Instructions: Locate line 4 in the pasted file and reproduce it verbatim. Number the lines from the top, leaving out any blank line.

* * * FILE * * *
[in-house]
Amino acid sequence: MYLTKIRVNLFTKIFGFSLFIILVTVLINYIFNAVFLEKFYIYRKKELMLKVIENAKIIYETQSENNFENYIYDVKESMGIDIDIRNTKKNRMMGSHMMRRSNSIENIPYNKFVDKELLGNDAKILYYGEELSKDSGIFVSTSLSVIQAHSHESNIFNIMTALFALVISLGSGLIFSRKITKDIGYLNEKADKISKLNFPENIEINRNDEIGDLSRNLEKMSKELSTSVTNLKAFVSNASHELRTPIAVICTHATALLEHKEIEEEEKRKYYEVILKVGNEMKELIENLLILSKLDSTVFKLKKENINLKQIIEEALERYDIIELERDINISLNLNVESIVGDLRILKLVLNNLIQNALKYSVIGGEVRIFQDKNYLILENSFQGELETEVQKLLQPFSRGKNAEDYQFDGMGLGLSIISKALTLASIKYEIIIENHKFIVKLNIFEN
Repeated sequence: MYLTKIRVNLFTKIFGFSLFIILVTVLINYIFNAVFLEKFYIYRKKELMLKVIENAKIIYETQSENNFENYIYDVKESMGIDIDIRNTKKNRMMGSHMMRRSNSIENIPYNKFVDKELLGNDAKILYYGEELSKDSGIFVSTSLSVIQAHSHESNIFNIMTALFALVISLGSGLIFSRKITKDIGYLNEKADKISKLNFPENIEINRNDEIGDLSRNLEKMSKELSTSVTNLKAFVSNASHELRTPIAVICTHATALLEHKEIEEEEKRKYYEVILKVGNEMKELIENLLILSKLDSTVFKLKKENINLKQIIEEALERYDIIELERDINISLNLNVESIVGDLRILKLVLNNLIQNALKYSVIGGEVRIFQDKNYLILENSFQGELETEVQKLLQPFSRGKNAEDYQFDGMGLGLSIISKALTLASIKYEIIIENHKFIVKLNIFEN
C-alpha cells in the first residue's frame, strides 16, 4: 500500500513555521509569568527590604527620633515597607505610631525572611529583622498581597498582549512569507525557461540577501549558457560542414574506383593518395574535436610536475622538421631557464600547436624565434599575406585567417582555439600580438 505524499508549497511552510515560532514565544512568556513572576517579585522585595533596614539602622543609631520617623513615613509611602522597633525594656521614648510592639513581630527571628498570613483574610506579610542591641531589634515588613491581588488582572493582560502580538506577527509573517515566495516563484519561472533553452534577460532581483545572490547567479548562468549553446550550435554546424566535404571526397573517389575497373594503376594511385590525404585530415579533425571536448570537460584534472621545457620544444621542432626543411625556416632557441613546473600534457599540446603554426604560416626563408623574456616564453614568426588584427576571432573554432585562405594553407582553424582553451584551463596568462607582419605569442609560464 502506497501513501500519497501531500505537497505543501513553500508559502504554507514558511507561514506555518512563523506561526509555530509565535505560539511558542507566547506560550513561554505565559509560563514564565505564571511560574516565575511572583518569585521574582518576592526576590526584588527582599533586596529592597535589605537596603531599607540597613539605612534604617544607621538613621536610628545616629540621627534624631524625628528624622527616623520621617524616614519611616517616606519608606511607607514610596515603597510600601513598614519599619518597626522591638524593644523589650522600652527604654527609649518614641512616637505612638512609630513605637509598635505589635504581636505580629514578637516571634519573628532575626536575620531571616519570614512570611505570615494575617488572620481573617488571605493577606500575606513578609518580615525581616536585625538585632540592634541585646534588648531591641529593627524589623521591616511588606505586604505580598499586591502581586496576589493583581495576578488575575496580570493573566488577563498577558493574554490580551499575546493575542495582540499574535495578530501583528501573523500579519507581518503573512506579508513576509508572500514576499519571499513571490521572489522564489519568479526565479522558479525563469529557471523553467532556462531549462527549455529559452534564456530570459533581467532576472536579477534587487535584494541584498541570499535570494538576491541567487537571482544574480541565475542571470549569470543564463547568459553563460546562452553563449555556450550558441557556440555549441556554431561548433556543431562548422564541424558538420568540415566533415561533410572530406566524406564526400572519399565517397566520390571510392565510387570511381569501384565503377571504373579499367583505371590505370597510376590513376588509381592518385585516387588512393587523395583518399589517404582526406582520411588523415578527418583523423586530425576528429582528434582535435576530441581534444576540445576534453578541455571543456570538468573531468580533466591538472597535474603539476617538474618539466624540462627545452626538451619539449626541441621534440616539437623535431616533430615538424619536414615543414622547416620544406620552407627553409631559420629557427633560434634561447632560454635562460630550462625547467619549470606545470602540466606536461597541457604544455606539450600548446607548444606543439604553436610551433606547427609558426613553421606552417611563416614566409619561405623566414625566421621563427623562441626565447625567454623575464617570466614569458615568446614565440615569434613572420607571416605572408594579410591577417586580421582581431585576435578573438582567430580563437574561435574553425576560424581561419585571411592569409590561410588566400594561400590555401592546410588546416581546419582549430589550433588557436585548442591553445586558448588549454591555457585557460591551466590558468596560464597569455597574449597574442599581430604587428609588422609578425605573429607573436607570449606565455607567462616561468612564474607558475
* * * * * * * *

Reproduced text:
C-alpha cells in the first residue's frame, strides 16, 4: 500500500513555521509569568527590604527620633515597607505610631525572611529583622498581597498582549512569507525557461540577501549558457560542414574506383593518395574535436610536475622538421631557464600547436624565434599575406585567417582555439600580438 505524499508549497511552510515560532514565544512568556513572576517579585522585595533596614539602622543609631520617623513615613509611602522597633525594656521614648510592639513581630527571628498570613483574610506579610542591641531589634515588613491581588488582572493582560502580538506577527509573517515566495516563484519561472533553452534577460532581483545572490547567479548562468549553446550550435554546424566535404571526397573517389575497373594503376594511385590525404585530415579533425571536448570537460584534472621545457620544444621542432626543411625556416632557441613546473600534457599540446603554426604560416626563408623574456616564453614568426588584427576571432573554432585562405594553407582553424582553451584551463596568462607582419605569442609560464 502506497501513501500519497501531500505537497505543501513553500508559502504554507514558511507561514506555518512563523506561526509555530509565535505560539511558542507566547506560550513561554505565559509560563514564565505564571511560574516565575511572583518569585521574582518576592526576590526584588527582599533586596529592597535589605537596603531599607540597613539605612534604617544607621538613621536610628545616629540621627534624631524625628528624622527616623520621617524616614519611616517616606519608606511607607514610596515603597510600601513598614519599619518597626522591638524593644523589650522600652527604654527609649518614641512616637505612638512609630513605637509598635505589635504581636505580629514578637516571634519573628532575626536575620531571616519570614512570611505570615494575617488572620481573617488571605493577606500575606513578609518580615525581616536585625538585632540592634541585646534588648531591641529593627524589623521591616511588606505586604505580598499586591502581586496576589493583581495576578488575575496580570493573566488577563498577558493574554490580551499575546493575542495582540499574535495578530501583528501573523500579519507581518503573512506579508513576509508572500514576499519571499513571490521572489522564489519568479526565479522558479525563469529557471523553467532556462531549462527549455529559452534564456530570459533581467532576472536579477534587487535584494541584498541570499535570494538576491541567487537571482544574480541565475542571470549569470543564463547568459553563460546562452553563449555556450550558441557556440555549441556554431561548433556543431562548422564541424558538420568540415566533415561533410572530406566524406564526400572519399565517397566520390571510392565510387570511381569501384565503377571504373579499367583505371590505370597510376590513376588509381592518385585516387588512393587523395583518399589517404582526406582520411588523415578527418583523423586530425576528429582528434582535435576530441581534444576540445576534453578541455571543456570538468573531468580533466591538472597535474603539476617538474618539466624540462627545452626538451619539449626541441621534440616539437623535431616533430615538424619536414615543414622547416620544406620552407627553409631559420629557427633560434634561447632560454635562460630550462625547467619549470606545470602540466606536461597541457604544455606539450600548446607548444606543439604553436610551433606547427609558426613553421606552417611563416614566409619561405623566414625566421621563427623562441626565447625567454623575464617570466614569458615568446614565440615569434613572420607571416605572408594579410591577417586580421582581431585576435578573438582567430580563437574561435574553425576560424581561419585571411592569409590561410588566400594561400590555401592546410588546416581546419582549430589550433588557436585548442591553445586558448588549454591555457585557460591551466590558468596560464597569455597574449597574442599581430604587428609588422609578425605573429607573436607570449606565455607567462616561468612564474607558475